Friday, November 21, 2014

Favourites Friday: Review of Jane Austen's Pride and Prejudice

I've read a lot of books in my life.  I'm sure most of you have, too.  Far more than I could count.  My book journal project only started about three years ago.  Think of the countless numbers of books I've read before that!  To pay homage to the dozens of other amazing books I've read throughout the years, I've decided to write a review every Friday about one of my favourite books!  I'll tell you about when I first became interested in it, what drew me to it, and, of course, link you to an amazon page where you can pick up a copy for yourself!  This will not be limited to one genre, but simply to every inspiring book that helped me get to where I am today!

First up is: Pride and Prejudice.

Star Rating: 
Genre: Classic/Romance
Pages: 272

Now, I know a lot of people have been really crazy about Pride and Prejudice and Zombies.  I have a copy, and I bought it a few years ago, but I haven't read it yet!  Feel free to tell me in the comments down below if it's good or bad, but please don't spoil it for me!

In a remote Hertfordshire village, far off the good coach roads of George III's England, a country squire of no great means must marry off his five vivacious daughters.  At the heart of this all-consuming enterprise are hs headstrong second daughter Elizabeth Bennet and her aristocratic suitor Fitzwilliam Darcy -- two lovers whose pride must be humbled and prejudices dissolved before the novel can come to its splendid conclusion.

Now, that doesn't sound like a lot to go by.  Sounds like a typical romance story- two people meet each other, fall in love, and don't want to admit it, yet this book is so much more than that.  This book teaches you polite ways to decline someone's attentions if you are simply not interested, how to tell if someone is your true friend, how to know if you can trust someone [Hint: if they want you to sneak around, you probably shouldn't trust them!], and most importantly, that people in relationships need to have some sort of common interest or you will grow bored with each other.  The Bennet family is pretty large, so you get to see different perspectives from all five of the sisters: Jane, Elizabeth, Lydia, Mary and Kitty.  Every one of the sisters is relatable, and you will likely be able to find a character that reminds you of yourself as well as any sisters, friends, or other female relatives you have.  This is one timeless love story that ages perfectly, and can be understood and adapted in any day or time.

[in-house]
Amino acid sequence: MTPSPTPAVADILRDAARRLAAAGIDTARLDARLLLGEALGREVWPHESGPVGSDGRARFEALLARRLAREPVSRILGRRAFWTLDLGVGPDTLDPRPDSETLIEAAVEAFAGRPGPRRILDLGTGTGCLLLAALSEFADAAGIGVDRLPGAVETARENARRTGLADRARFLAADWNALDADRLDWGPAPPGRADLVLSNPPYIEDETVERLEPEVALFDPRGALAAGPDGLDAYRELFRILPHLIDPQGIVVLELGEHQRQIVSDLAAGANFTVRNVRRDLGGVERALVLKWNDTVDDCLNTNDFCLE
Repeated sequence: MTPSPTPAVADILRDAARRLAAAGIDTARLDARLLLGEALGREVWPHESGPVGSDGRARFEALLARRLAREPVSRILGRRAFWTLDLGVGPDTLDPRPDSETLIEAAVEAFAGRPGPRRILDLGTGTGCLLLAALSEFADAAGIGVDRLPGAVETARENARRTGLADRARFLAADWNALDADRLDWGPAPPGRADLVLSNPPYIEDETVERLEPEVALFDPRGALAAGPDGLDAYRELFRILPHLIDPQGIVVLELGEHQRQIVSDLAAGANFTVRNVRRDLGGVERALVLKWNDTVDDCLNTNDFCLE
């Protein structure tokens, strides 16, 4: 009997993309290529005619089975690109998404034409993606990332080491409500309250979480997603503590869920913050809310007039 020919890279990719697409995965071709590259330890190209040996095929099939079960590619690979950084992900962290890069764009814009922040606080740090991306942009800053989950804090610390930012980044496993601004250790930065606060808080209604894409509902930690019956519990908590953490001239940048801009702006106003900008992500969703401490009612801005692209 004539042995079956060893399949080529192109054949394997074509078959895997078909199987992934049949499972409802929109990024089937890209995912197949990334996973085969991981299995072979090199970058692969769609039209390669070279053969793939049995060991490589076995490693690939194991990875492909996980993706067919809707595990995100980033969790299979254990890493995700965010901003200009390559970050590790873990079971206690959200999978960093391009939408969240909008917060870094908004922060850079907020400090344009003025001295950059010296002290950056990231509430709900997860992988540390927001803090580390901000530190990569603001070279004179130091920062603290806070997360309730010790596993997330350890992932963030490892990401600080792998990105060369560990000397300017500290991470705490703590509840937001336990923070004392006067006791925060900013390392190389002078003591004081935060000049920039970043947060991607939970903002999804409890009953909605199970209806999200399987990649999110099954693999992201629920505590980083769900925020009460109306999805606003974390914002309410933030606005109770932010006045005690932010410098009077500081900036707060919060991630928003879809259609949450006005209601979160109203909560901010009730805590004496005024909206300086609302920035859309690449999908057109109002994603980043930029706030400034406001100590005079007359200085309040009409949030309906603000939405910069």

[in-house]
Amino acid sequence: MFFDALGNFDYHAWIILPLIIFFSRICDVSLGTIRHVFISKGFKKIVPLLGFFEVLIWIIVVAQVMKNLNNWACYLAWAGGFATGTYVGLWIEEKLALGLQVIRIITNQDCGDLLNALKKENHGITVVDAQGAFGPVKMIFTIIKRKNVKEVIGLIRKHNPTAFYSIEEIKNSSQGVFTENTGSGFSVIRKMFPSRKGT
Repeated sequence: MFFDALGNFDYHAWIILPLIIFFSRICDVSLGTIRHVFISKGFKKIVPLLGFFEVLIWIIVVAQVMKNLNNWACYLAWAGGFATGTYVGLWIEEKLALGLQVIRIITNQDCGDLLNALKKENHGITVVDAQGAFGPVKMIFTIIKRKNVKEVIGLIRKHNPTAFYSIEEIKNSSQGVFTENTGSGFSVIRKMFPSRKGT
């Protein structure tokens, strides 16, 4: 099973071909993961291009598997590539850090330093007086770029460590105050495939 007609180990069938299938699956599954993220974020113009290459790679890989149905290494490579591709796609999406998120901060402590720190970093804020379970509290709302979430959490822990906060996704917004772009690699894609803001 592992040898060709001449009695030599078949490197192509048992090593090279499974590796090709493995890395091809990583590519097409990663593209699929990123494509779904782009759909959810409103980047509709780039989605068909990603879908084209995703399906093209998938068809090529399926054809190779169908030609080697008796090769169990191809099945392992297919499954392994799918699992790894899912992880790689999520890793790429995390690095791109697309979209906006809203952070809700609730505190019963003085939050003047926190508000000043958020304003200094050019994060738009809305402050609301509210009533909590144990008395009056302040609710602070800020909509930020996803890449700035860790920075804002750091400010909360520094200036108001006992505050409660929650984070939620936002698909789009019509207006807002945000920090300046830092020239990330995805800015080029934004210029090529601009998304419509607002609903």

Personal Thoughts and Recommendations:
I have always been an avid reader.  Pride and Prejudice is one of my first novels I can remember loving enough to call a favourite.  My Grandmother had gotten me the Great Illustrated Classics version when I was 8 or 9.  I loved everything about the story, and I have reread it numerous times.  Currently, now, sitting on my shelf, are three different versions of the story: my Great Illustrated Classic, a signet classic version, and Orgullo y Prejucio (that's right, a copy in Spanish).  Why don't I have other language copies?  Probably because I wouldn't be able to read them.  This story has romance, adventure, and it allows you to step into the Victorian lifestyle in a way that is all encompassing, without feeling out of place.  I would definitely recommend a copy of this book to children, adults, everyone.  There are so many valuable life lessons in this book that are not merely the message so many novels written for girls seem to be directed towards.  It's a must read!